From my perspective, it is fair to say Alrosa has been a responsible and a strong member of the diamond industry, and I look forward to it returning and continuing its prominent role within the industry.
So, you may be wondering, what is the current situation with regards to Russian goods?
From the day of the invasion (24 February) up until very recently, Russian rough was being bought and moved to the trading and cutting centres, with purchases made in varying currencies and using different channels.
The cutting centres and major industry participants have all subsequently adopted different approaches, such as trying to circumvent the issue by issuing invoices with reassuring comments around provenance and Russian content (or not).
Again, no one really knows how to tackle the issue. The latest developments are that the last Alrosa sale was cancelled last week as clients said the banks would not process the payments.
This is a major step towards the trading of Russian rough stopping and it’s not because of industry bodies acting, but rather because the financial system which supports the Russian diamond trade is grinding to a halt.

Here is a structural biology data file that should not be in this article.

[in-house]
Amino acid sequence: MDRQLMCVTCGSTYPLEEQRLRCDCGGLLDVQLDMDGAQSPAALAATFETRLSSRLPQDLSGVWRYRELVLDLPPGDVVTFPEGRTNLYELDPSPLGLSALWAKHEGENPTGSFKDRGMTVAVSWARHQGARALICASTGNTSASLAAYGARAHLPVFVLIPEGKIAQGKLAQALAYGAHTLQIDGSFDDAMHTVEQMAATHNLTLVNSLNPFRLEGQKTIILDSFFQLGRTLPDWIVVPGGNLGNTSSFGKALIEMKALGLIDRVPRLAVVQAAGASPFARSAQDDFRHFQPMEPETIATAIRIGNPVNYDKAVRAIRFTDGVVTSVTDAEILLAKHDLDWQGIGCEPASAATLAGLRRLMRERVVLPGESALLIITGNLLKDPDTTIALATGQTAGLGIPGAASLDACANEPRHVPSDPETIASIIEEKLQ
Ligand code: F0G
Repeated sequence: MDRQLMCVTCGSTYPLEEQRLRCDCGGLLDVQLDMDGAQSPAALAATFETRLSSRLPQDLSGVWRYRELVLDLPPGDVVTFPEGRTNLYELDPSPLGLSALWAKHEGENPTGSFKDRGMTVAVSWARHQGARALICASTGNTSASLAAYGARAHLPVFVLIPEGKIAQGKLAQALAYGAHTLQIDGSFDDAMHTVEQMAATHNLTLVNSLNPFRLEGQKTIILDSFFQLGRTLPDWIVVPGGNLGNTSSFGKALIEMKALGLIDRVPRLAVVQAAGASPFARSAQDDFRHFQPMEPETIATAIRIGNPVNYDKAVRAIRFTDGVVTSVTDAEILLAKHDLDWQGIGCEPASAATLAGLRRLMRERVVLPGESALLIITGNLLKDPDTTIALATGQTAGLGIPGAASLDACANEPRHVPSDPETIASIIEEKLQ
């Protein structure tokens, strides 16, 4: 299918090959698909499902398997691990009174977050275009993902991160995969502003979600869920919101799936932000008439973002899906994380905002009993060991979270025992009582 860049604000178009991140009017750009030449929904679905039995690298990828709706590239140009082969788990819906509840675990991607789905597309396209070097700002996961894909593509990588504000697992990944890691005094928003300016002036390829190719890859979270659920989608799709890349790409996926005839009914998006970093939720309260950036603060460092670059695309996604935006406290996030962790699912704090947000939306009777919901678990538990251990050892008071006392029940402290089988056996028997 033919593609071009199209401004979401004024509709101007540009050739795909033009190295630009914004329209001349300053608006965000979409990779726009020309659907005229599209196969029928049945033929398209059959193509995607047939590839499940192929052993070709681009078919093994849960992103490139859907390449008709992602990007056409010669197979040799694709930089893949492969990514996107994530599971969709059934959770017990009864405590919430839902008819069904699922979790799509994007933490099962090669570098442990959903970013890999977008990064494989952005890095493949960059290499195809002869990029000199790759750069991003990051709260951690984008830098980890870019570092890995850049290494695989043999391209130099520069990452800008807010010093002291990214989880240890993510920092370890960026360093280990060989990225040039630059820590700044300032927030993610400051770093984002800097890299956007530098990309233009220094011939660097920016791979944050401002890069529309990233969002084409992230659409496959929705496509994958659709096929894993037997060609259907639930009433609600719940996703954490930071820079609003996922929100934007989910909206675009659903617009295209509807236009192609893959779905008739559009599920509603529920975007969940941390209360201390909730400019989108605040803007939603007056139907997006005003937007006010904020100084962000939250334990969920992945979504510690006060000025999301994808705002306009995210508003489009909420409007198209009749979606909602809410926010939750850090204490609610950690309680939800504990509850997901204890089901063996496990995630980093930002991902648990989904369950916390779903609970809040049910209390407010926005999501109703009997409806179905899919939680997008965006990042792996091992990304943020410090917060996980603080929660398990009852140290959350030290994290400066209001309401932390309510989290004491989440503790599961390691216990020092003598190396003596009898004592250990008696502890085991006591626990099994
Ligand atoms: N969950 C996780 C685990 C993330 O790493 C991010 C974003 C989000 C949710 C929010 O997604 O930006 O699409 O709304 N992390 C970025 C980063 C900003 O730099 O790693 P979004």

If the UK, US and the banks continue to impede Russia’s ability to sell rough diamonds internationally, the country will likely pursue purchase of rough via the State Fund of Precious Metals and Precious Stones – Gokhran.
Gokhran is a state institution, which operates under the Russian Ministry of Finance as a repository and handles the purchase, storage and sale of precious items, such as precious metals, diamonds, etc, on behalf of the Russian government.
It’s logical now for Gohkran to intervene and start buying Alrosa goods. It’s a practice that’s been done before in times of need to either support Alrosa or to keep stability in the international diamond market.
It’s important to remember that Alrosa’s mining activities are very important to the local economy of Yakutia where the majority of Russian diamonds are mined.